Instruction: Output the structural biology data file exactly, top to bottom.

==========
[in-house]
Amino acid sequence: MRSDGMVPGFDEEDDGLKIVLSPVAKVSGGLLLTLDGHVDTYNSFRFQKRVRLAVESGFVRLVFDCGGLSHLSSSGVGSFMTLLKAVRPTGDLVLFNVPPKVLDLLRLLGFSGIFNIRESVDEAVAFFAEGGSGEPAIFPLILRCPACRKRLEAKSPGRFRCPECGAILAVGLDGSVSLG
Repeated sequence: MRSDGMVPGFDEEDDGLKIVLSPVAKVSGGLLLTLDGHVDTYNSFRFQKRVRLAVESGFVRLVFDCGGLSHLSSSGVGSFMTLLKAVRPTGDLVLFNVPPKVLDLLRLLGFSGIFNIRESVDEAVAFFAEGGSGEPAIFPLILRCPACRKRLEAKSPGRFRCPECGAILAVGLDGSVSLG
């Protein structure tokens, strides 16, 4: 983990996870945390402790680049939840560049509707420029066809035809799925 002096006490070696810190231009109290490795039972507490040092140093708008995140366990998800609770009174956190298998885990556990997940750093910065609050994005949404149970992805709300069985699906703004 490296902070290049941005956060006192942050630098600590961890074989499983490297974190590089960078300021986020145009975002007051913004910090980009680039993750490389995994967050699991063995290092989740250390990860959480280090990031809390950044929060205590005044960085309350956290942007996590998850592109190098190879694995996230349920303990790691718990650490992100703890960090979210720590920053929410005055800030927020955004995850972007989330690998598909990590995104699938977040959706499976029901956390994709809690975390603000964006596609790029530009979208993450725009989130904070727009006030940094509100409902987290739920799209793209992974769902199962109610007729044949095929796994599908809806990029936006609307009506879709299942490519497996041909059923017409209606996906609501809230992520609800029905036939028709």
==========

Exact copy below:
[in-house]
Amino acid sequence: MRSDGMVPGFDEEDDGLKIVLSPVAKVSGGLLLTLDGHVDTYNSFRFQKRVRLAVESGFVRLVFDCGGLSHLSSSGVGSFMTLLKAVRPTGDLVLFNVPPKVLDLLRLLGFSGIFNIRESVDEAVAFFAEGGSGEPAIFPLILRCPACRKRLEAKSPGRFRCPECGAILAVGLDGSVSLG
Repeated sequence: MRSDGMVPGFDEEDDGLKIVLSPVAKVSGGLLLTLDGHVDTYNSFRFQKRVRLAVESGFVRLVFDCGGLSHLSSSGVGSFMTLLKAVRPTGDLVLFNVPPKVLDLLRLLGFSGIFNIRESVDEAVAFFAEGGSGEPAIFPLILRCPACRKRLEAKSPGRFRCPECGAILAVGLDGSVSLG
């Protein structure tokens, strides 16, 4: 983990996870945390402790680049939840560049509707420029066809035809799925 002096006490070696810190231009109290490795039972507490040092140093708008995140366990998800609770009174956190298998885990556990997940750093910065609050994005949404149970992805709300069985699906703004 490296902070290049941005956060006192942050630098600590961890074989499983490297974190590089960078300021986020145009975002007051913004910090980009680039993750490389995994967050699991063995290092989740250390990860959480280090990031809390950044929060205590005044960085309350956290942007996590998850592109190098190879694995996230349920303990790691718990650490992100703890960090979210720590920053929410005055800030927020955004995850972007989330690998598909990590995104699938977040959706499976029901956390994709809690975390603000964006596609790029530009979208993450725009989130904070727009006030940094509100409902987290739920799209793209992974769902199962109610007729044949095929796994599908809806990029936006609307009506879709299942490519497996041909059923017409209606996906609501809230992520609800029905036939028709």